Information Enigma (Where did the information in life come from?) – – Stephen Meyer – Doug Axe – video
    https://www.youtube.com/watch?v=aA-FcnLsF1g

    Complex grammar of the genomic language – November 9, 2015
    Excerpt: The ‘grammar’ of the human genetic code is more complex than that of even the most intricately constructed spoken languages in the world. The findings explain why the human genome is so difficult to decipher –,,,
    ,,, in their recent study in Nature, the Taipale team examines the binding preferences of pairs of transcription factors, and systematically maps the compound DNA words they bind to.
    Their analysis reveals that the grammar of the genetic code is much more complex than that of even the most complex human languages. Instead of simply joining two words together by deleting a space, the individual words that are joined together in compound DNA words are altered, leading to a large number of completely new words.
    http://www.sciencedaily.com/re.....140252.htm

    Of related supplemental note:

    “The mechanical brain does not secrete thought “as the liver does bile,” as the earlier materialists claimed, nor does it put it out in the form of energy, as the muscle puts out its activity. Information is information, not matter or energy. No materialism which does not admit this can survive at the present day. “
    Norbert Weiner – MIT Mathematician – (Cybernetics, 2nd edition, p.132)

    The Fundamental Difference Between Humans and Nonhuman Animals – Michael Egnor – November 5, 2015
    Excerpt: Human beings have mental powers that include the material mental powers of animals but in addition entail a profoundly different kind of thinking. Human beings think abstractly, and nonhuman animals do not. Human beings have the power to contemplate universals, which are concepts that have no material instantiation. Human beings think about mathematics, literature, art, language, justice, mercy, and an endless library of abstract concepts. Human beings are rational animals.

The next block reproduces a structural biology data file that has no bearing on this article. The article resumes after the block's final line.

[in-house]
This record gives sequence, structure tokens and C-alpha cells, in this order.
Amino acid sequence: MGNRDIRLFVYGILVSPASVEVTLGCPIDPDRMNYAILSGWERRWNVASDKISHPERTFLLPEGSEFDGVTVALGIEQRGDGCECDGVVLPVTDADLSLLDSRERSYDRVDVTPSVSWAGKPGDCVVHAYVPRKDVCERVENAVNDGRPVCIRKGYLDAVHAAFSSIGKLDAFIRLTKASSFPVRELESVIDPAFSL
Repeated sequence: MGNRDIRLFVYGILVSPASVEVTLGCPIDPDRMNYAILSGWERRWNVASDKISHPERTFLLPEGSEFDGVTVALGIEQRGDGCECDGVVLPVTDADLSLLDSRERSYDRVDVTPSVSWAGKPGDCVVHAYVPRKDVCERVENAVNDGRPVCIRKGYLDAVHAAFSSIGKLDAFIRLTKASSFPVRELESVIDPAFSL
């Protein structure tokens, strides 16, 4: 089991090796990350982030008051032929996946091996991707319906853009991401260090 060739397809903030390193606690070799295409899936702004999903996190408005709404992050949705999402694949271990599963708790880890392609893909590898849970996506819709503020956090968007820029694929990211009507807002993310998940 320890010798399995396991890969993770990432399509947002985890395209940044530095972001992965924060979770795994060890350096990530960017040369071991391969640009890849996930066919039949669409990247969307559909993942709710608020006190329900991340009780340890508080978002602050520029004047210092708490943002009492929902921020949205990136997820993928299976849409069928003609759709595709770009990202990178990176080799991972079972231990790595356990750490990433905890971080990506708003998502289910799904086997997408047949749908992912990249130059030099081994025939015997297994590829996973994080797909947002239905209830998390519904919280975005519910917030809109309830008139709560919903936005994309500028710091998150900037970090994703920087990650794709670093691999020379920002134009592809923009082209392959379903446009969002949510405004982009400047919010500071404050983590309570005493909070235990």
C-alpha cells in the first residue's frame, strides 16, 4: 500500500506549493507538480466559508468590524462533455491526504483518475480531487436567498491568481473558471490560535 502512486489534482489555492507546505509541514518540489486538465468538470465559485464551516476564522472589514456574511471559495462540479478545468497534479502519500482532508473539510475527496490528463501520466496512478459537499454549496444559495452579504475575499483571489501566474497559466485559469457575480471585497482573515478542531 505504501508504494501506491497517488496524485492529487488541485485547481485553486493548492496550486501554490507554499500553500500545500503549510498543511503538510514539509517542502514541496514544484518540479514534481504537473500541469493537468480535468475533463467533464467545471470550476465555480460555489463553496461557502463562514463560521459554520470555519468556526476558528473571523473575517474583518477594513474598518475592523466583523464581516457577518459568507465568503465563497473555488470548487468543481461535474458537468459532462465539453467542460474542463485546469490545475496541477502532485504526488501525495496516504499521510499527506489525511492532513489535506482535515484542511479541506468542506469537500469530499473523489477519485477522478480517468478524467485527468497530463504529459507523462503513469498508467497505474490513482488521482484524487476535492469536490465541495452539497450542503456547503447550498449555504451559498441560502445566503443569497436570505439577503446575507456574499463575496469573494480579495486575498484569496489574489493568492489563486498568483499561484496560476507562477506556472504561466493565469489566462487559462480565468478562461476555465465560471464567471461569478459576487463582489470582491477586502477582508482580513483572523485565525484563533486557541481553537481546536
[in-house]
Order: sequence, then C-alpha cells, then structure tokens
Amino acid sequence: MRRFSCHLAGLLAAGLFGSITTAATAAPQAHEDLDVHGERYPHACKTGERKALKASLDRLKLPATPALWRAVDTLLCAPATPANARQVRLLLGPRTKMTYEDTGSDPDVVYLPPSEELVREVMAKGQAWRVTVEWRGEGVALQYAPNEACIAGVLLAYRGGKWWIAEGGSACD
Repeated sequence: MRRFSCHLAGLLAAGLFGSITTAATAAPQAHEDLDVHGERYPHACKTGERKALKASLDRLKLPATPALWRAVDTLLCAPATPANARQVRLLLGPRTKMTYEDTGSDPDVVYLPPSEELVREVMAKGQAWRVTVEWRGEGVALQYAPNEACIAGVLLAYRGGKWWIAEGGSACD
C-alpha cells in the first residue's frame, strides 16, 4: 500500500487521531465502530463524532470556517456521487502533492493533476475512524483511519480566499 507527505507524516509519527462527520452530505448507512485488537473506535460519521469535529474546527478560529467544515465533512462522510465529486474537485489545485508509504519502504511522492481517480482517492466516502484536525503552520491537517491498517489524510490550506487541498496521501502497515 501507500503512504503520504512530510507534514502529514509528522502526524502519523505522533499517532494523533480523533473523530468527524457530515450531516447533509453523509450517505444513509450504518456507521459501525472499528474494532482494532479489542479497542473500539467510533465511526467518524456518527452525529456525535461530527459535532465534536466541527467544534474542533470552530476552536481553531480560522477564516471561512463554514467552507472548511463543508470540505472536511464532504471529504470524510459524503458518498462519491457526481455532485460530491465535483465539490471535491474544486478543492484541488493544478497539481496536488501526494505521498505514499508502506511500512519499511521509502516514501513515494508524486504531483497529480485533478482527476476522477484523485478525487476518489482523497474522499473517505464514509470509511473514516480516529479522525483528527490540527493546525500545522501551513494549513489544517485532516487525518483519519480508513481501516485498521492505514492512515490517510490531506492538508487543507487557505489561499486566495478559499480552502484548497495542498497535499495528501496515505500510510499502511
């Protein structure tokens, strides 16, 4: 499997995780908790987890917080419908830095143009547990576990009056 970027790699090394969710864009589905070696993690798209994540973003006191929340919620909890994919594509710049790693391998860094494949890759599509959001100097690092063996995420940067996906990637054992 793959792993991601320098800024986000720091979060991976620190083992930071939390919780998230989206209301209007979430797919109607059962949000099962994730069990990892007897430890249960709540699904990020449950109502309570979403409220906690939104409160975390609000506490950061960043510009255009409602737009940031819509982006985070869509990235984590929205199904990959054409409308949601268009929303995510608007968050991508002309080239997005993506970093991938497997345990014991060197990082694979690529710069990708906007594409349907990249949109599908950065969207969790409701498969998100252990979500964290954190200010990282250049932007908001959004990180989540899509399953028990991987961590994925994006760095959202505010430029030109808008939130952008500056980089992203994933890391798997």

Human rationality is not merely a highly evolved kind of animal perception. Human rationality is qualitatively different — ontologically different — from animal perception. Human rationality is different because it is immaterial. Contemplation of universals cannot have material instantiation, because universals themselves are not material and cannot be instantiated in matter.,,,
    It is a radical difference — an immeasurable qualitative difference, not a quantitative difference.
    We are more different from apes than apes are from viruses.,,,
    http://www.evolutionnews.org/2.....00661.html

    “Either mathematics is too big for the human mind, or the human mind is more than a machine.”
    Kurt Gödel As quoted in Topoi : The Categorial Analysis of Logic (1979) by Robert Goldblatt, p. 13

    “Nothing in evolution can account for the soul of man. The difference between man and the other animals is unbridgeable. Mathematics is alone sufficient to prove in man the possession of a faculty unexistent in other creatures. Then you have music and the artistic faculty. No, the soul was a separate creation.”
    Alfred Russel Wallace – An interview by Harold Begbie printed on page four of The Daily Chronicle (London) issues of 3 November and 4 November 1910.